The Takeaway from Netflix’s ‘Love on the Spectrum’
By: Rylee Dahl
‘Love on the Spectrum’ is a show on Netflix that observes the realities of people dating with autism.
While some issues have surfaced regarding “infantilizing” and teaching of behaviors rather than learning to establish an emotional connection, the show still offers copious amounts of kind intent.
‘Love on the Spectrum’ allows us to see chemistry either grow or fail in an environment unlike other dating shows where competitors or the goal of marriage disrupt the natural flow of creating relationships.
There is awkwardness and at times, a person may need a minute or two to regroup, but the inability to find words to say to someone regardless of the intimacy level felt relatable. It reminded me of the not-so-stealth tactic of slipping off to the bathroom mid-dinner to collect oneself.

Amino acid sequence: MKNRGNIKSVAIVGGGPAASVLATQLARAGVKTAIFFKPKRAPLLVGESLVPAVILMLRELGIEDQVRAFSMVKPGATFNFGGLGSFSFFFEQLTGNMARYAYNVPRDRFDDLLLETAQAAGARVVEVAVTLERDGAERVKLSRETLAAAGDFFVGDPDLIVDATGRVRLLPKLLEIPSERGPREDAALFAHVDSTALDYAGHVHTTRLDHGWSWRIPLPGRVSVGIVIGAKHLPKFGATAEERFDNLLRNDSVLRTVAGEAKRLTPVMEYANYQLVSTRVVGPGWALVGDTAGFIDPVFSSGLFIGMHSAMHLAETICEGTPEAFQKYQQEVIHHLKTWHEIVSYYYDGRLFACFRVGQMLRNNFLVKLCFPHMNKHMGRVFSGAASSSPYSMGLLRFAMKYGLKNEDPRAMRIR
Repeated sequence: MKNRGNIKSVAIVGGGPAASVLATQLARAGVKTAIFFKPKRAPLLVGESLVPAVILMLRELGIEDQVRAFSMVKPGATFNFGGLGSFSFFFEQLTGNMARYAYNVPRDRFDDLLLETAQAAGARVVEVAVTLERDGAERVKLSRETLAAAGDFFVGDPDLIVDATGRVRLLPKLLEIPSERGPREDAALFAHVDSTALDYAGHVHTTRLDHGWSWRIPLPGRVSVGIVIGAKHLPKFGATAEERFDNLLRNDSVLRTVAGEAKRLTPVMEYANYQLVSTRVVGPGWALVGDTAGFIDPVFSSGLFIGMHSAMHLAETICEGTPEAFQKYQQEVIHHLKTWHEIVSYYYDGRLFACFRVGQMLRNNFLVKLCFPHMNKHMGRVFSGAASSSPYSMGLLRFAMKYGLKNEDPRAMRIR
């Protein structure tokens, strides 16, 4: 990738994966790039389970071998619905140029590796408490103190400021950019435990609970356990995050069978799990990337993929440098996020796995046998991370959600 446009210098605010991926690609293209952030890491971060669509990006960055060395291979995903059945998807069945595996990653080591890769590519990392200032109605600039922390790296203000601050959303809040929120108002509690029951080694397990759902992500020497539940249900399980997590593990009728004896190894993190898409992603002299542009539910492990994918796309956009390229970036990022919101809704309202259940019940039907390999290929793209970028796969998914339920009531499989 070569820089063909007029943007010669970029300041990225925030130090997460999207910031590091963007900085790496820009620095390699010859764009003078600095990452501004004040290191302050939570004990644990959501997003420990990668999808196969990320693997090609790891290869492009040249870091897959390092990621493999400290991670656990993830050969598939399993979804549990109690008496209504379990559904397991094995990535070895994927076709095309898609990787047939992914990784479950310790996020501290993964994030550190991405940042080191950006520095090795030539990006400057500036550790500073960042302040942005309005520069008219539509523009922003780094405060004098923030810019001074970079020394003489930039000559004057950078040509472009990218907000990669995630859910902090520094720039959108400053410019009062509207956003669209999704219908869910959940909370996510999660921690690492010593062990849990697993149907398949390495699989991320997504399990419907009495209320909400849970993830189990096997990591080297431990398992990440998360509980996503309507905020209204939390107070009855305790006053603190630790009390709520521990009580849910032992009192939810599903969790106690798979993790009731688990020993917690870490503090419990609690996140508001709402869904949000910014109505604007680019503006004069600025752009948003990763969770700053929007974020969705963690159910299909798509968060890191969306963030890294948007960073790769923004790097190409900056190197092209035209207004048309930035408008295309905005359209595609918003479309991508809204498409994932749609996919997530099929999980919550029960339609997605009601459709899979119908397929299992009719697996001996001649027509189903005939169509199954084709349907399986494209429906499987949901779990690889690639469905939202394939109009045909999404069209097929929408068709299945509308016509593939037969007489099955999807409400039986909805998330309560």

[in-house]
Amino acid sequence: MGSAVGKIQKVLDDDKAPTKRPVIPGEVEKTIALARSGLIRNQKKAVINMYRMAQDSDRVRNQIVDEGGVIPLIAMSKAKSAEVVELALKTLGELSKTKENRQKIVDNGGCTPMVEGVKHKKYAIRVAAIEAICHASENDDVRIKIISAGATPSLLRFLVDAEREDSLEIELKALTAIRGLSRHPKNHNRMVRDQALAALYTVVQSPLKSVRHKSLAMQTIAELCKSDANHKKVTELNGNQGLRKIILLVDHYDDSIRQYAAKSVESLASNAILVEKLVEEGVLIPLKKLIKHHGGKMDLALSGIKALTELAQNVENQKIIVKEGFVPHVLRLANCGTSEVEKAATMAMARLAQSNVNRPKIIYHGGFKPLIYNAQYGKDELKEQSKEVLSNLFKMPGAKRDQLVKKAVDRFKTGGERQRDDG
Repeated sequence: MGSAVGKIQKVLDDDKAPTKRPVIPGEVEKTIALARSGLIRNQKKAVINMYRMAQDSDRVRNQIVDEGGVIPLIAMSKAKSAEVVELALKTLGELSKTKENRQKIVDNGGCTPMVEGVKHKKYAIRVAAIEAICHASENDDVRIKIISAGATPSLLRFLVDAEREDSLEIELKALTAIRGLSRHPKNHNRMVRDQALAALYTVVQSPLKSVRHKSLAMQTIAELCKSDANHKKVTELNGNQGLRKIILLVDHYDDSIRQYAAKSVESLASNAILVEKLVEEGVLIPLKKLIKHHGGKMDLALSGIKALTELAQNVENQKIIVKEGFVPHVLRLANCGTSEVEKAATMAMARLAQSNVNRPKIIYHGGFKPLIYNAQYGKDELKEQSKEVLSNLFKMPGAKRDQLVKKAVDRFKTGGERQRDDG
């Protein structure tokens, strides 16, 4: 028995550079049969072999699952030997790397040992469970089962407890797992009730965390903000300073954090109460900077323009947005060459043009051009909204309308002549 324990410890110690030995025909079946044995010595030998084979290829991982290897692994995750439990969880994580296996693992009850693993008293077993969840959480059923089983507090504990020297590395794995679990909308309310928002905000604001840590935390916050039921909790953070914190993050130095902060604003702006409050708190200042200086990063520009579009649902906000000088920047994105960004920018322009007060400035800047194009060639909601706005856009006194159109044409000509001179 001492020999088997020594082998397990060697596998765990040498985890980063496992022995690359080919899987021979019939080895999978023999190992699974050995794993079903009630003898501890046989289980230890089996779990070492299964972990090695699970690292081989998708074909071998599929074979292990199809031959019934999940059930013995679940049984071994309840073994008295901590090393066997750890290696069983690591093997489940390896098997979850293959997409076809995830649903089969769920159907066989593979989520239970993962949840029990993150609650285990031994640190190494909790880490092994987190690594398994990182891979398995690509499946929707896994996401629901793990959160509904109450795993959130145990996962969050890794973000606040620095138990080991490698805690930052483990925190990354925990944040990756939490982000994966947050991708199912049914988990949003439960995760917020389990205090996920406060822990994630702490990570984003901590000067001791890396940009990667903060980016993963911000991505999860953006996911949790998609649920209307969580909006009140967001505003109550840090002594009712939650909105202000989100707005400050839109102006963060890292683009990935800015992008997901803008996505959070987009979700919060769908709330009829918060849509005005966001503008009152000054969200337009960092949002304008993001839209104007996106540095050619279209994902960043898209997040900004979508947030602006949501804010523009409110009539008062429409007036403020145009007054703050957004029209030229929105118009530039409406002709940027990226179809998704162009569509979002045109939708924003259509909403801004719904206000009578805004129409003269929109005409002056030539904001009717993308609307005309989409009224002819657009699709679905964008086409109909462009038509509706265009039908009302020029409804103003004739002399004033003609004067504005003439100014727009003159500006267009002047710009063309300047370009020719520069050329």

Furthermore, the patience and understanding the participants have for each other when someone is feeling overwhelmed or having difficulty is something that the world could use more of. In recognizing the bi-products of living with similar conditions, they innately create a safe space, which is an essential tool for everyone to develop.
For example, Michael, one of the main participants on the show, chose a formal restaurant for dinner at which his date became uncomfortable. After removing herself from the scene, he then went to check on her and suggested they demote the date down to just friends having dinner to lessen her anxiety and apologized for the situation.
I think that’s one of the best takeaways because regardless of whether you’re dating someone with autism or not, we all need that empathy. As someone chronically ill, I often feel discouraged about dating because of a lack of understanding. However, ‘Love on the Spectrum,’ proves that the more perspectives that are out there, the more empathy can be shared.